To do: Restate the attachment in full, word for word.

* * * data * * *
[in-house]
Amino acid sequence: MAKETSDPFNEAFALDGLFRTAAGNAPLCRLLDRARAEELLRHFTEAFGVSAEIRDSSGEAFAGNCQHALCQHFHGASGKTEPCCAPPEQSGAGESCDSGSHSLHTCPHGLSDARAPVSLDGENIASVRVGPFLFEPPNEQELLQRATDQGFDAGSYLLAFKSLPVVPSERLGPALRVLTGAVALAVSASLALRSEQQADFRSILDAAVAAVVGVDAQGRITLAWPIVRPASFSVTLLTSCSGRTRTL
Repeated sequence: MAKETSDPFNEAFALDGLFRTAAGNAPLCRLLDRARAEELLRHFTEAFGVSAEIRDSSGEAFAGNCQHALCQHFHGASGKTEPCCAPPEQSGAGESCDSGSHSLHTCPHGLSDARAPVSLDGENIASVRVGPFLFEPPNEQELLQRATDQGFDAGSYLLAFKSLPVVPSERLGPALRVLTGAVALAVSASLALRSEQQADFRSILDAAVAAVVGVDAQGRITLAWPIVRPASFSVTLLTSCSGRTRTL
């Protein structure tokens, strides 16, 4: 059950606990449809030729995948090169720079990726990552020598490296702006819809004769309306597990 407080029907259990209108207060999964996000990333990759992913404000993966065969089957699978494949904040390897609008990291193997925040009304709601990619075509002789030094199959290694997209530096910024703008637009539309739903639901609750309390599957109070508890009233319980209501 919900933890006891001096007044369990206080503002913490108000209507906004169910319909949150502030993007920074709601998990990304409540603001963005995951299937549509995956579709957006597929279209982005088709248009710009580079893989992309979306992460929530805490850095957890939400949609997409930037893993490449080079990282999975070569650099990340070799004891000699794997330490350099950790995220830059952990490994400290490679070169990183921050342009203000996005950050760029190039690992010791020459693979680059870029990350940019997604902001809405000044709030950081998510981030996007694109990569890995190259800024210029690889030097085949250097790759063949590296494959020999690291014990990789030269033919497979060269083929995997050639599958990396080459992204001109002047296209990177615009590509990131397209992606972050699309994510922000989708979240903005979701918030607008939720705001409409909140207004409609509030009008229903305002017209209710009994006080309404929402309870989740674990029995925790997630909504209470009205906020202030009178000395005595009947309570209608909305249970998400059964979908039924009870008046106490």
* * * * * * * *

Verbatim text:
[in-house]
Amino acid sequence: MAKETSDPFNEAFALDGLFRTAAGNAPLCRLLDRARAEELLRHFTEAFGVSAEIRDSSGEAFAGNCQHALCQHFHGASGKTEPCCAPPEQSGAGESCDSGSHSLHTCPHGLSDARAPVSLDGENIASVRVGPFLFEPPNEQELLQRATDQGFDAGSYLLAFKSLPVVPSERLGPALRVLTGAVALAVSASLALRSEQQADFRSILDAAVAAVVGVDAQGRITLAWPIVRPASFSVTLLTSCSGRTRTL
Repeated sequence: MAKETSDPFNEAFALDGLFRTAAGNAPLCRLLDRARAEELLRHFTEAFGVSAEIRDSSGEAFAGNCQHALCQHFHGASGKTEPCCAPPEQSGAGESCDSGSHSLHTCPHGLSDARAPVSLDGENIASVRVGPFLFEPPNEQELLQRATDQGFDAGSYLLAFKSLPVVPSERLGPALRVLTGAVALAVSASLALRSEQQADFRSILDAAVAAVVGVDAQGRITLAWPIVRPASFSVTLLTSCSGRTRTL
């Protein structure tokens, strides 16, 4: 059950606990449809030729995948090169720079990726990552020598490296702006819809004769309306597990 407080029907259990209108207060999964996000990333990759992913404000993966065969089957699978494949904040390897609008990291193997925040009304709601990619075509002789030094199959290694997209530096910024703008637009539309739903639901609750309390599957109070508890009233319980209501 919900933890006891001096007044369990206080503002913490108000209507906004169910319909949150502030993007920074709601998990990304409540603001963005995951299937549509995956579709957006597929279209982005088709248009710009580079893989992309979306992460929530805490850095957890939400949609997409930037893993490449080079990282999975070569650099990340070799004891000699794997330490350099950790995220830059952990490994400290490679070169990183921050342009203000996005950050760029190039690992010791020459693979680059870029990350940019997604902001809405000044709030950081998510981030996007694109990569890995190259800024210029690889030097085949250097790759063949590296494959020999690291014990990789030269033919497979060269083929995997050639599958990396080459992204001109002047296209990177615009590509990131397209992606972050699309994510922000989708979240903005979701918030607008939720705001409409909140207004409609509030009008229903305002017209209710009994006080309404929402309870989740674990029995925790997630909504209470009205906020202030009178000395005595009947309570209608909305249970998400059964979908039924009870008046106490």